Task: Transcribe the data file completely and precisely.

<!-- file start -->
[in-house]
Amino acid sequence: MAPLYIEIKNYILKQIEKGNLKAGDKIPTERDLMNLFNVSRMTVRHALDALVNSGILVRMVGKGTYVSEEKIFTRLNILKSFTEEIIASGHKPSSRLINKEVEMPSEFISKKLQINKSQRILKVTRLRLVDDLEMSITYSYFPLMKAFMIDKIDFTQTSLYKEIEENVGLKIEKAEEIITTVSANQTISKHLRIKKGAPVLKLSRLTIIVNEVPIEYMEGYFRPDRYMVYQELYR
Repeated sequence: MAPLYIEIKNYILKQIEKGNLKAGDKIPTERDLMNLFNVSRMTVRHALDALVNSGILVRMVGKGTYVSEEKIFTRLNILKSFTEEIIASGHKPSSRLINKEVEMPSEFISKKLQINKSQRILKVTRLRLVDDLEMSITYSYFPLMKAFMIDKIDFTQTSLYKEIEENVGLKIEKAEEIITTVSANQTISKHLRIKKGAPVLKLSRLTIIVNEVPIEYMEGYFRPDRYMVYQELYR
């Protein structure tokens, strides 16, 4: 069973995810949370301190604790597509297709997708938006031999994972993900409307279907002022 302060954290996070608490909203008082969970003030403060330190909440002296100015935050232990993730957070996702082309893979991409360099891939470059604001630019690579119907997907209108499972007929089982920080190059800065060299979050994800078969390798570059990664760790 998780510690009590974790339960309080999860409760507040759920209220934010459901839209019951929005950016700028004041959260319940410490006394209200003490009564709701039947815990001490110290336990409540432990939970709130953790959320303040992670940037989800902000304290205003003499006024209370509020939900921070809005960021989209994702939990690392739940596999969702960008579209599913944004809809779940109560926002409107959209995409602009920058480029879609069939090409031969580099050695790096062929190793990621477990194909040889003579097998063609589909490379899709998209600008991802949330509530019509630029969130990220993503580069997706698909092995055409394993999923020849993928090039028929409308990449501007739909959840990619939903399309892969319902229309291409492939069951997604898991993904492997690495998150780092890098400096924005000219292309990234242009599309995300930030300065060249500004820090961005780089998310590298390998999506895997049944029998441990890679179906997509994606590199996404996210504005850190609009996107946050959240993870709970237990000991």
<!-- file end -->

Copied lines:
[in-house]
Amino acid sequence: MAPLYIEIKNYILKQIEKGNLKAGDKIPTERDLMNLFNVSRMTVRHALDALVNSGILVRMVGKGTYVSEEKIFTRLNILKSFTEEIIASGHKPSSRLINKEVEMPSEFISKKLQINKSQRILKVTRLRLVDDLEMSITYSYFPLMKAFMIDKIDFTQTSLYKEIEENVGLKIEKAEEIITTVSANQTISKHLRIKKGAPVLKLSRLTIIVNEVPIEYMEGYFRPDRYMVYQELYR
Repeated sequence: MAPLYIEIKNYILKQIEKGNLKAGDKIPTERDLMNLFNVSRMTVRHALDALVNSGILVRMVGKGTYVSEEKIFTRLNILKSFTEEIIASGHKPSSRLINKEVEMPSEFISKKLQINKSQRILKVTRLRLVDDLEMSITYSYFPLMKAFMIDKIDFTQTSLYKEIEENVGLKIEKAEEIITTVSANQTISKHLRIKKGAPVLKLSRLTIIVNEVPIEYMEGYFRPDRYMVYQELYR
């Protein structure tokens, strides 16, 4: 069973995810949370301190604790597509297709997708938006031999994972993900409307279907002022 302060954290996070608490909203008082969970003030403060330190909440002296100015935050232990993730957070996702082309893979991409360099891939470059604001630019690579119907997907209108499972007929089982920080190059800065060299979050994800078969390798570059990664760790 998780510690009590974790339960309080999860409760507040759920209220934010459901839209019951929005950016700028004041959260319940410490006394209200003490009564709701039947815990001490110290336990409540432990939970709130953790959320303040992670940037989800902000304290205003003499006024209370509020939900921070809005960021989209994702939990690392739940596999969702960008579209599913944004809809779940109560926002409107959209995409602009920058480029879609069939090409031969580099050695790096062929190793990621477990194909040889003579097998063609589909490379899709998209600008991802949330509530019509630029969130990220993503580069997706698909092995055409394993999923020849993928090039028929409308990449501007739909959840990619939903399309892969319902229309291409492939069951997604898991993904492997690495998150780092890098400096924005000219292309990234242009599309995300930030300065060249500004820090961005780089998310590298390998999506895997049944029998441990890679179906997509994606590199996404996210504005850190609009996107946050959240993870709970237990000991």